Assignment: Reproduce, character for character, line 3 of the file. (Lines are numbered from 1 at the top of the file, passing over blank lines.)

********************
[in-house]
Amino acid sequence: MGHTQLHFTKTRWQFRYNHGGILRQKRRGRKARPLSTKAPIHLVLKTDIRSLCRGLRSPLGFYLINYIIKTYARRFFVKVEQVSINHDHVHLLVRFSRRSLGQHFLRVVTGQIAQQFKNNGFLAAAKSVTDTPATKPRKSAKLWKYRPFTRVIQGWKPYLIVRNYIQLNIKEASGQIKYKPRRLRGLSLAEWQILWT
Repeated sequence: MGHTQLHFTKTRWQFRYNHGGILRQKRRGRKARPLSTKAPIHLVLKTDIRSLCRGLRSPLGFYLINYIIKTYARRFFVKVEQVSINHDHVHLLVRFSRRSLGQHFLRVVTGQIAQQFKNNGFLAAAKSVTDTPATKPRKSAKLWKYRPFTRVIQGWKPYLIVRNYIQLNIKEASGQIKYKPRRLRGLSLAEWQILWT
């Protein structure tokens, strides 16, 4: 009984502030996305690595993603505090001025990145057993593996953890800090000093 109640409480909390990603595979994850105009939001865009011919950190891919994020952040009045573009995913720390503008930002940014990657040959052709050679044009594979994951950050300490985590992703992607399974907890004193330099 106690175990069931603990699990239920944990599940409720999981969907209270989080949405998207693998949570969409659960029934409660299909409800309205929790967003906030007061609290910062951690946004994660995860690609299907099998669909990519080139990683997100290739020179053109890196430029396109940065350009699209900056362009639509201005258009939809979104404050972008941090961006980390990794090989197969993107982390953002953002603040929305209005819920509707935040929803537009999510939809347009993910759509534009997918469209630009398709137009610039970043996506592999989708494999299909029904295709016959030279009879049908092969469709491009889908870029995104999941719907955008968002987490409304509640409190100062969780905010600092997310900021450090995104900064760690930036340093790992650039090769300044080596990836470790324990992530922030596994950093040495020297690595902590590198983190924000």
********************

Repeated sequence: MGHTQLHFTKTRWQFRYNHGGILRQKRRGRKARPLSTKAPIHLVLKTDIRSLCRGLRSPLGFYLINYIIKTYARRFFVKVEQVSINHDHVHLLVRFSRRSLGQHFLRVVTGQIAQQFKNNGFLAAAKSVTDTPATKPRKSAKLWKYRPFTRVIQGWKPYLIVRNYIQLNIKEASGQIKYKPRRLRGLSLAEWQILWT